Creating a will can be a daunting task for Florida residents. Identifying where or to whom personal belongings and assets will go after death may not always be easy. Of equal concern is determining who shall be in charge of making sure that a will’s provisions are properly carried out. This person is called the executor and choosing someone to act in this role requires careful thought.
Daily Finance suggests that for married persons, a spouse may well be the most logical executor for an individual person’s will. A spouse is undoubtedly most impacted financially by a person’s death and therefore has a natural interest in taking care of things. While having only one executor is considered the best course of action, if a spouse is elderly, it may make sense to have an adult child or other trusted advisor serve as a co-executor.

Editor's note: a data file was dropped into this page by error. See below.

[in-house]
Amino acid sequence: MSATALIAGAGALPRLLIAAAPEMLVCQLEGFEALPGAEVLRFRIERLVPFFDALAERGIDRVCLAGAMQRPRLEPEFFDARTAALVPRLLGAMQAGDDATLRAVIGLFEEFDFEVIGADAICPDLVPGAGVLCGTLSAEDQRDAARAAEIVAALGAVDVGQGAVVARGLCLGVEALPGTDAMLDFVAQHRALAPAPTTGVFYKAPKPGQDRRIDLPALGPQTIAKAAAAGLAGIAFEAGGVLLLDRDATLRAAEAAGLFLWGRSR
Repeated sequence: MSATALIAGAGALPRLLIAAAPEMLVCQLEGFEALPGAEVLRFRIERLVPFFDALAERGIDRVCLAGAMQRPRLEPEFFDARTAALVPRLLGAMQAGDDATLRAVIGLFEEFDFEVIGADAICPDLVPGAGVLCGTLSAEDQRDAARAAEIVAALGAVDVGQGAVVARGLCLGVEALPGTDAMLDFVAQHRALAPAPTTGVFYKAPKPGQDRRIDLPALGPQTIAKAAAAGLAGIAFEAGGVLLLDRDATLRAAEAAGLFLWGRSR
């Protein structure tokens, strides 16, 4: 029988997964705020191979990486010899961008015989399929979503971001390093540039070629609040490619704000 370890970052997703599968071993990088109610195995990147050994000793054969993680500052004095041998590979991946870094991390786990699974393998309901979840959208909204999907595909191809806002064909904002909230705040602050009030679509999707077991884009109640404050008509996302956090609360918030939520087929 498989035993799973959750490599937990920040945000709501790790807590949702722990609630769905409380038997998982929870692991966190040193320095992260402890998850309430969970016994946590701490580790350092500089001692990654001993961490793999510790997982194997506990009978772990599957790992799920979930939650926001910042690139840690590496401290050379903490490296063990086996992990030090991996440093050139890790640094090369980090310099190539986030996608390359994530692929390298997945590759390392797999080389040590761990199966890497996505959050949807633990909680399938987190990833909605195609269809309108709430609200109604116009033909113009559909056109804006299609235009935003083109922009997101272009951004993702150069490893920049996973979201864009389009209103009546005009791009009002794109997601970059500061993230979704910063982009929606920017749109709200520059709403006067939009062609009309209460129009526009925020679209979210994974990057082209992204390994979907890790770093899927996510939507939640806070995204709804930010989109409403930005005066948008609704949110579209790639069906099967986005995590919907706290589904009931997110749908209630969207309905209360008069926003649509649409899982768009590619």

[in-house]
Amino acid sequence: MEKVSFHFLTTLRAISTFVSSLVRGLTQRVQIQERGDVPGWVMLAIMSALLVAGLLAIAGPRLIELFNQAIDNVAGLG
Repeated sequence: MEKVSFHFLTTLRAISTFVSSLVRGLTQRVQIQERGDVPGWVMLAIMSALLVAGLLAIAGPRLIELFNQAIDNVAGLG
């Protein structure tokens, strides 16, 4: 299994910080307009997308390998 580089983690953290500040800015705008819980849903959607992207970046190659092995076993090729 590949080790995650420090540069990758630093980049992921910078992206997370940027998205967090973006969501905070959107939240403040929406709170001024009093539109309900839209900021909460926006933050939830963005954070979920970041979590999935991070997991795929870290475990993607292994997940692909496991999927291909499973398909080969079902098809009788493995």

According to the Huffington Post, people are encouraged to consider naming a non-relative as the executor of a will. This allows for an often needed level of impartiality, especially if the potential for family disputes exists. Regardless of the relationship, people should always factor in the health and age of someone before putting them in charge of estate administration.
The identification of successor executors is also very wise and can prevent the state from ultimately having jurisdiction to name an executor. In some cases, an executor may have already died. In other cases, the person may be unable to serve in the capacity as originally planned. Many circumstances can impact these scenarios so good estate planning ahead of time matters.